Camarón – 30 April 1863

Commemorations of the Battle of Camarón in Mexico.
Commemorations of the Battle of Camarón in Mexico. Source: Foreign Legion.

Created in 1831 by Louis-Philippe, the Foreign Legion has taken part in every conflict France has been involved with since and contributed to the formation of the French Empire.
In the mystique created around this elite corps, one exploit symbolises most its heroism and sense of duty: Camarón.
Corps 1

The Foreign Legion in Camarón. E. Détaille. Source: Musée de l'Armée

The Mexican Expedition

The Battle of Camarón is an episode in the Mexican Expedition, led by Napoleon III in 1861, in the middle of the American War of Independence to counter the expansion of the United States and its domination over the rest of the American continent, the Emperor believing at the time that the US posed a threat to European interests, France's in particular. The plan was to ”march on Mexico and boldly there plant our flag” to establish a monarchy, an idea proposed by Archduke Maximilian, the Emperor of Austria's brother, which Napoleon accepted after some deliberation.

Maudet's charge. Pierre Bénigni. Source: Musée du Souvenir de la Légion étrangère (Foreign Legion Remembrance Museum).

The port of Vera Cruz, in the Gulf of Mexico, and the fortified town of Puebla, protected the Mexico Road. In early 1863, the Legion regiment sent to Mexico to reinforce the French troops who had been stationed there for two years, were given the mission of ensuring the security of the supply convoys for the units leading the siege.

Intervention of the Foreign Legion

This company of the foreign regiment was under the command of Colonel Jeanningros, based in Sidi-bel-Abbès in Oran. After boarding the Saint-Louis, the legionnaires arrived into the port of Veracruz on 26 March 1863. Jeanningros' men were assigned the mission of keeping a part of the road from Veracruz to Cordoba under surveillance, the terras calientes section running between Tegeria-Chiquihuite.
On 29 April 1863, Jeanningros learned that a large convoy carrying three million in cash, equipment for ”HQ” and ammunition was en route for Puebla. Captain Danjou, his adjutant, took the decision to send a company ahead of the convoy. On 30 April, Colonel Jeanningros ordered Danjou's company to carry out a reconnaissance near Palo Verde, some 10 kilometres from Camarón. It was just at this moment that the enemy showed itself and battle commenced.

Captain Danjou Source:

Once he and his men arrived at the Hacienda Camarón, a large building containing a courtyard surrounded by a 3-metre high wall, Captain Danjou decided to make a defensive stand to fight the enemy. Captain Danjou responded to the Mexican Army by declaring: ”We have munitions. We will not surrender.” Then raising his hand he swore to fight to the death and he had his men swear the same oath. His 60 men resisted against 2,000 Mexican men: 800 cavalry men and 1,200 infantrymen.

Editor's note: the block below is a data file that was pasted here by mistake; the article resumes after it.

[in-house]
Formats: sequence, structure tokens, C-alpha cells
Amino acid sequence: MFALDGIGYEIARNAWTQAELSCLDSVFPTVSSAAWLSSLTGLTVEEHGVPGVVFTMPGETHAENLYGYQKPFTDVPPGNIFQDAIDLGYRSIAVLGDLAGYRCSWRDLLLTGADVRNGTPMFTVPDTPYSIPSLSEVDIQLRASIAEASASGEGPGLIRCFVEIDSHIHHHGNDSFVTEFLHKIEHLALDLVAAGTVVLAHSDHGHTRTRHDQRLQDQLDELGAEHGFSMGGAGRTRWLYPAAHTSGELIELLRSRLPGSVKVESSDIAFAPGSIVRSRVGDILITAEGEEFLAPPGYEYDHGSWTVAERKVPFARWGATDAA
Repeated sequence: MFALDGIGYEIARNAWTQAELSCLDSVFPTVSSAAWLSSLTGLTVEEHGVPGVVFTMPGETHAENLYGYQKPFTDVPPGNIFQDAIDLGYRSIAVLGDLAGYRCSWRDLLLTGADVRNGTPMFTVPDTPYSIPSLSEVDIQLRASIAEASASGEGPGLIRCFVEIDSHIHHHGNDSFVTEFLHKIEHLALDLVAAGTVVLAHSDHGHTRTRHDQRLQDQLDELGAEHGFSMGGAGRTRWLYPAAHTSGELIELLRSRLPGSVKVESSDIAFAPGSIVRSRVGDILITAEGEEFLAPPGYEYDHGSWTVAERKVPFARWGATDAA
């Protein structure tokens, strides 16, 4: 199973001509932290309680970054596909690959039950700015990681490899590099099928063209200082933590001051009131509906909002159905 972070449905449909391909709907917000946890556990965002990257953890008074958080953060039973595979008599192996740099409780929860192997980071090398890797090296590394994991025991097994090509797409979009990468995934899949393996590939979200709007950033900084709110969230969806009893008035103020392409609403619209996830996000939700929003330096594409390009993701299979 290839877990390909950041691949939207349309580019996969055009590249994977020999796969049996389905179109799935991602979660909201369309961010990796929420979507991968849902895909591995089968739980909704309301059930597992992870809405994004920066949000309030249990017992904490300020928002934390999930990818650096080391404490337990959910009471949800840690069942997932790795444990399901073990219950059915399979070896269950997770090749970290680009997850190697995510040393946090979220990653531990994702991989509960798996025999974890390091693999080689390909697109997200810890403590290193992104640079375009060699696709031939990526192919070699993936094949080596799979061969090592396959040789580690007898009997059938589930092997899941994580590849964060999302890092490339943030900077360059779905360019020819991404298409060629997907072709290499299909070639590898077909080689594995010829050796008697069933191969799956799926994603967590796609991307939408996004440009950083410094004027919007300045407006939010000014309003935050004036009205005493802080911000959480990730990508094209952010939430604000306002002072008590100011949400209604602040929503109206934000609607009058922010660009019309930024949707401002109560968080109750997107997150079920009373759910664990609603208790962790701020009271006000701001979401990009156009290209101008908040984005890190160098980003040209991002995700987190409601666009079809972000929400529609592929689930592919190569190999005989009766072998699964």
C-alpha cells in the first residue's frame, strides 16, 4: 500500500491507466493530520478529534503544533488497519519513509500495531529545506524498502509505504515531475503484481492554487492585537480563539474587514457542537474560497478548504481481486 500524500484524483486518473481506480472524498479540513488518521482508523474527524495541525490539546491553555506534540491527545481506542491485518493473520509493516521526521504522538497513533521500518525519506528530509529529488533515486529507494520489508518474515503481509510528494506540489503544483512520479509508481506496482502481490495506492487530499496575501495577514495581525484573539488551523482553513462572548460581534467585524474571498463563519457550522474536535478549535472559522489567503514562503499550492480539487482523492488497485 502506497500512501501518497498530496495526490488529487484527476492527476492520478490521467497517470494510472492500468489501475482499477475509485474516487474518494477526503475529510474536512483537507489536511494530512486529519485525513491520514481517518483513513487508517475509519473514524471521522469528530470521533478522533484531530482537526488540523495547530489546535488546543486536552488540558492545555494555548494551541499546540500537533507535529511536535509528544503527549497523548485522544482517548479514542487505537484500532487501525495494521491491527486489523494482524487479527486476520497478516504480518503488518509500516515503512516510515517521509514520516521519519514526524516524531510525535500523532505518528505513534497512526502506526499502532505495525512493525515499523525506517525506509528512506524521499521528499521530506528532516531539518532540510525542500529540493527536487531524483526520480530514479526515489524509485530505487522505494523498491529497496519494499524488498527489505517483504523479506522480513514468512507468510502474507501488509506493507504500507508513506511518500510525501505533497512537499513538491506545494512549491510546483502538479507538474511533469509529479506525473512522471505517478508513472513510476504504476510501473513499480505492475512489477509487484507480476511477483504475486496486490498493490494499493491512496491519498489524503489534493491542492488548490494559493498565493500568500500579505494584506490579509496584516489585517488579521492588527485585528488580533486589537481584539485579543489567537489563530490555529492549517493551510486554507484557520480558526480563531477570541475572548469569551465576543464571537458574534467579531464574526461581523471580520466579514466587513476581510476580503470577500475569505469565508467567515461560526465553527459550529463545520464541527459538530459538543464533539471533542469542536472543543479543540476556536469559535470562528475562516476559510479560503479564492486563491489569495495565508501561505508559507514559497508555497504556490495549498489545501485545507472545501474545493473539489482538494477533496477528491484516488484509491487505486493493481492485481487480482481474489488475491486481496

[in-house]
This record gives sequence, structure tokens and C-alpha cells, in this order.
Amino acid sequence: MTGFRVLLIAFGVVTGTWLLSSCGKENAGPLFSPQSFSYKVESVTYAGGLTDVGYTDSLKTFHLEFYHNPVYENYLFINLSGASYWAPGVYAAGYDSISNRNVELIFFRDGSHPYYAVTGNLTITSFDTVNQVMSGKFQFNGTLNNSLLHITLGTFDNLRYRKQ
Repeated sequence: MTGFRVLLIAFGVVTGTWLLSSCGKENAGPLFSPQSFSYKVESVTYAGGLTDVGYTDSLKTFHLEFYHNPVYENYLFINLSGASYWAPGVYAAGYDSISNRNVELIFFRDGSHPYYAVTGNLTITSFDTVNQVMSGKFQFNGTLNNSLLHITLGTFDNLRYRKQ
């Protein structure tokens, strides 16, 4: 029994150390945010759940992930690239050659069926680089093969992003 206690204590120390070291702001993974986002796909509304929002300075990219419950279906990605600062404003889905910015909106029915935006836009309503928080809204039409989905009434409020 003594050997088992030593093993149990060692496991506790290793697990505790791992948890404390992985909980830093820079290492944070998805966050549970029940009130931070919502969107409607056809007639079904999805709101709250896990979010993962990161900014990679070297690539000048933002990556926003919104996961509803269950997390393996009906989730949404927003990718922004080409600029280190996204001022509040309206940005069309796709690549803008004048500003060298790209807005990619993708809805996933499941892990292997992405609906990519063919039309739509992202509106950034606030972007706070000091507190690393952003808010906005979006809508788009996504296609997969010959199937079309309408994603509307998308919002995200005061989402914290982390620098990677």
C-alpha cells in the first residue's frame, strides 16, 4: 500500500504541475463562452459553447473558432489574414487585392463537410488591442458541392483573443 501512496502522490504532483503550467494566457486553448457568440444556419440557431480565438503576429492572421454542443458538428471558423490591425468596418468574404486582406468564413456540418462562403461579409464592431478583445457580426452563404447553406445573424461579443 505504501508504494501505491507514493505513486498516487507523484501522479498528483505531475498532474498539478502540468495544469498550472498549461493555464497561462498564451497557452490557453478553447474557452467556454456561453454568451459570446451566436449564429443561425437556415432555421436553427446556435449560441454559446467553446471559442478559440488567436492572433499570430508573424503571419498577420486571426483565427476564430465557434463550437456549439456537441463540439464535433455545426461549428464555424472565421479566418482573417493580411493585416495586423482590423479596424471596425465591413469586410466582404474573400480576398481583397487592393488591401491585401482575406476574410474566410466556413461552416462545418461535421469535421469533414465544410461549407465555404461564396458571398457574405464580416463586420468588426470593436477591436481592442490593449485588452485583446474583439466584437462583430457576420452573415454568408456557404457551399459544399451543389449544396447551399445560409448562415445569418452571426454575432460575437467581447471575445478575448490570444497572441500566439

Corps 2

At midday, Captain Danjou was killed by a shot to the chest. Sub-lieutenant Vilain took over but died two hours later after falling during an assault. At this point, the Mexican colonel managed to set fire to the inn.
The legionnaires persevered; many of them were killed until, after five hours, only 12 men remained standing under Sub-lieutenant Maudet.

Sublieutenant Maudet. Source:

The Mexican Army launched a final general assault through the gaps they successfully opened, but before that, Colonel Milan addressed a last warning to Sub-lieutenant.
At the end of battle only six men had survived: Sub-lieutenant Maudet, Corporal Maine and legionnaires Katau, Wensel, Constantin and Léonhart. Each of the men still had a bullet and, in a corner of the courtyard, they faced the enemy. Sub-lieutenant Maudet and two legionnaires fell to their death; Maine and his two comrades were massacred when a Mexican officer rushed to protect and save them crying: ”Surrender!” ”We will surrender if you promise to tend to our wounded and if you allow us to keep our arms.” They continued to stand with their bayonets raised. ”What can I refuse to such men?” replied the officer.
Captain Danjou's 60 men managed to kill 300 Mexican soldiers and wounded the same number of men.
Emperor Napoleon III decided that the name Camarón would be printed on the Foreign Legion's flag and that the names Danjou, Vilain and Maudet would be engraved in gold on the walls of the Invalides in Paris.
A monument was erected in 1892 on the battleground. It bears the inscription: Here there were less than sixty men fighting against an entire army. Its numbers crushed the, Life rather than courage abandoned these French soldiers on April 30, 1863. In their memory, the motherland has erected this monument.
On 30 April every year, the Foreign Legion commemorates the Battle of Camarén on its anniversary as part of its traditional celebrations during which the account of Camarón is read out to the troops in each unit of the Legion, wherever it is and whatever the circumstances. On this occasion, a legionnaire carries a wooden hand on a cushion. It ascends the sacred way that leads to the monument to the dead transported piece by piece from Sidi-bel-Abbès.
Captain Danjou's hand
After the combat, Colonel Jeanningros' rescue party found nothing but dead bodies. They looked in vain for Captain Danjou's articulated hand that 10 years earlier he had had made in Algeria following a fire arms accident. The prosthesis was found on 20 July 1865 by an Austrian lieutenant at the ranch owned by a Frenchman in the area around Tesuitlan, which he bought for 50 piastres. It is currently on display at the Museum of Aubergine.

Captain Danjou's wooden hand. Source: Musée du Souvenir de la Légion étrangère (Foreign Legion Remembrance Museum).

External website: Légion étrangère.